Teaching does not necessarily have to be through one particular medium (blogs, videos, group settings etc). It can be any medium which brings people together with various perspectives and skillsets to synthesize on the core message you are presenting. It is very powerful.

Do you have such a medium where you talk about your work? Your learnings?

Do we want our employees to fit in?

Or do we want them to stand out?

Because fitting in is to fit in our way of thinking, our way of solving problems. Fitting in is to make our lives easier because we have designed the system and it is a pain to work with outliers.

If they stand out, we need to cater to their needs. We need to adjust our system to accommodate. And, sometimes we are not willing to do that. We need to tweak the rules of our carefully crafted assembly line of processes that industrialization has taught us. 

It is good to desire excellence and innovation. It is good to desire uniqueness and perspectives. It is. Desiring is one thing. Accepting and rolling with it is another.

 

Doing less is the way to win

There is a plan. There is a plan B. There is a plan C.

Those are three things.

Now, your team does twenty things. For everything, there is a plan A, plan B, and plan C. Sixty things. Your company has ten teams. Six hundred things.

Of course, this is an exaggeration, but also not. Companies fail because they try to do more and not be good at anything. The secret to winning is in fact no secret at all, it is just to "do less and obsess."

Read the book Great at Work: How Top Performers Do Less, Work Better, and Achieve More. It's worth your time.

Don't confuse truths with opinions

Don’t confuse opinions with correctness. You have a voice and a voice gives your thoughts wings. Don’t cage your thoughts because you are not sure if you are right.

You don’t have to be right all the time. But, your voice should be heard. Your voice will change as you grow, mature and learn new truths both about yourself and the world. A changing voice does not mean lack of conviction, it merely means personal growth, new truths, new ideas. Over time, you will find that your voice will settle down into few themes that you deeply care about. But until that time, there is no point in worrying about what that voice should be and what is the story you are telling.

The story you should tell is the story of yourself, your growth, your work, your community. Just be honest and your honesty will give uniqueness and strength to your voice.

Don’t keep quiet because you are not sure if you got it right.

We need women leaders who are free

We need more women leaders who are free.

I have a mentee, who thinks she is not good enough, when in fact she is really good at what she does. She has an opinion about things and perspectives that are nuanced. She tells me that she wants to be like me and I tell her that she should be like herself.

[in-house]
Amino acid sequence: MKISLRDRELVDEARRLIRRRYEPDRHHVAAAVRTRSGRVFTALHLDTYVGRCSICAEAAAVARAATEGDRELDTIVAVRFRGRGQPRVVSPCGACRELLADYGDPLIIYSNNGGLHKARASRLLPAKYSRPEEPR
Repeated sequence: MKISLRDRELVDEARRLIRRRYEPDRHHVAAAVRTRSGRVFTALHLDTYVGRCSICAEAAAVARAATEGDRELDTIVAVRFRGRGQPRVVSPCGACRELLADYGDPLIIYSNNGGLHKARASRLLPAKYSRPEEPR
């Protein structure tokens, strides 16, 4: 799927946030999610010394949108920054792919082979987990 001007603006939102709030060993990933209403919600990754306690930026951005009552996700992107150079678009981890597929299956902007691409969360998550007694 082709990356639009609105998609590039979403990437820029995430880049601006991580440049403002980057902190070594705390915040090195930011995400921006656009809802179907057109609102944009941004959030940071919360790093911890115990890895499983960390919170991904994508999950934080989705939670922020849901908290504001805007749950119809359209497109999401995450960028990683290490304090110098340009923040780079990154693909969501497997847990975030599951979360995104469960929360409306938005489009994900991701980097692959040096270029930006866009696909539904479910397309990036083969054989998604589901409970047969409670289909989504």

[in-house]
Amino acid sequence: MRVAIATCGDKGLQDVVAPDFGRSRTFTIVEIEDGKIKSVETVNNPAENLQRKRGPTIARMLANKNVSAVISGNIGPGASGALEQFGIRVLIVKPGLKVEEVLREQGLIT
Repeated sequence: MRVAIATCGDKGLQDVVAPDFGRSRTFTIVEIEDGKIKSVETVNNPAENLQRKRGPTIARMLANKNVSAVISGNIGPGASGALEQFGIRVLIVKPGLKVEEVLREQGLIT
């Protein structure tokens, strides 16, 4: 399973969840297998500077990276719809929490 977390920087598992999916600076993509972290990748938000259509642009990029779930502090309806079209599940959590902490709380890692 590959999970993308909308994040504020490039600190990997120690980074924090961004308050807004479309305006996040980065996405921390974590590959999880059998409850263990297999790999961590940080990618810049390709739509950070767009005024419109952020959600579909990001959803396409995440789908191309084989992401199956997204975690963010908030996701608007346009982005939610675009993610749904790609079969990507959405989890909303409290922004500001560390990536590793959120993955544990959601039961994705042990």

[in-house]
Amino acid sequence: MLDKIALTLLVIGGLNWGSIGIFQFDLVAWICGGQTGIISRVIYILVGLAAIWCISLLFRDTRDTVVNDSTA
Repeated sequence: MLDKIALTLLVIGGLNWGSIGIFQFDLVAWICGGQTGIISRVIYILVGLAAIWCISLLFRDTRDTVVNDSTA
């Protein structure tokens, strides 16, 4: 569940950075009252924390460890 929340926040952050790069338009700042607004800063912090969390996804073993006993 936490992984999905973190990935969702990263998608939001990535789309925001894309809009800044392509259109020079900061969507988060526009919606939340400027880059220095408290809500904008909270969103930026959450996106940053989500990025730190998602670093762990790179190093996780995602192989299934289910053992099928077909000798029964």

I have another mentee. Her manager is a woman who is stressed out, trying to prove herself. She transfers her stress to her team all the time. She makes life harder for the women in her team, telling them that they are aggressive if they are opinionated, and should speak up more, if they are silent. 

I recently had an hour long conversation with a woman CEO around organizational culture, team building, product management, etc. She was awesome. She was humble and to the point and I felt refreshed after the conversation. Unlike a lot of conversations with male leaders, where gloating or name throwing happens every five minutes, she hardly talked about her accomplishments but rather kept the focus on her company’s vision. 

I have heard conversations across the board from women leaders telling the women in their team that with every child they have, their career takes a two year hit. What a load of crap! Your career does not take a hit because of the child, it takes a hit because of lack of support. Let’s solve the problem of support by creating programs where we support life changes (See PayPal's Recharge program). And, by the way this cannot not be a general rule of the thumb. If it is, then we all should be embarrassed to have contributed to this rule.

We need leaders with perspectives, empathy and humility and in other words, women leaders. But we need these leaders to be free and not under stress to fit in and prove themselves at every step. The free women leaders at the top are key to balancing the playing field and making it level so that everyone is held to the similar standards. 

Leaders (both men and women), your team looks up to you. Your voice becomes their voice. What you tell them shapes their world. Tell them stories of hope, tell them stories of leadership and courage and tell them that it is OK to have an opinion, be original and stand out. And, support them while they do that.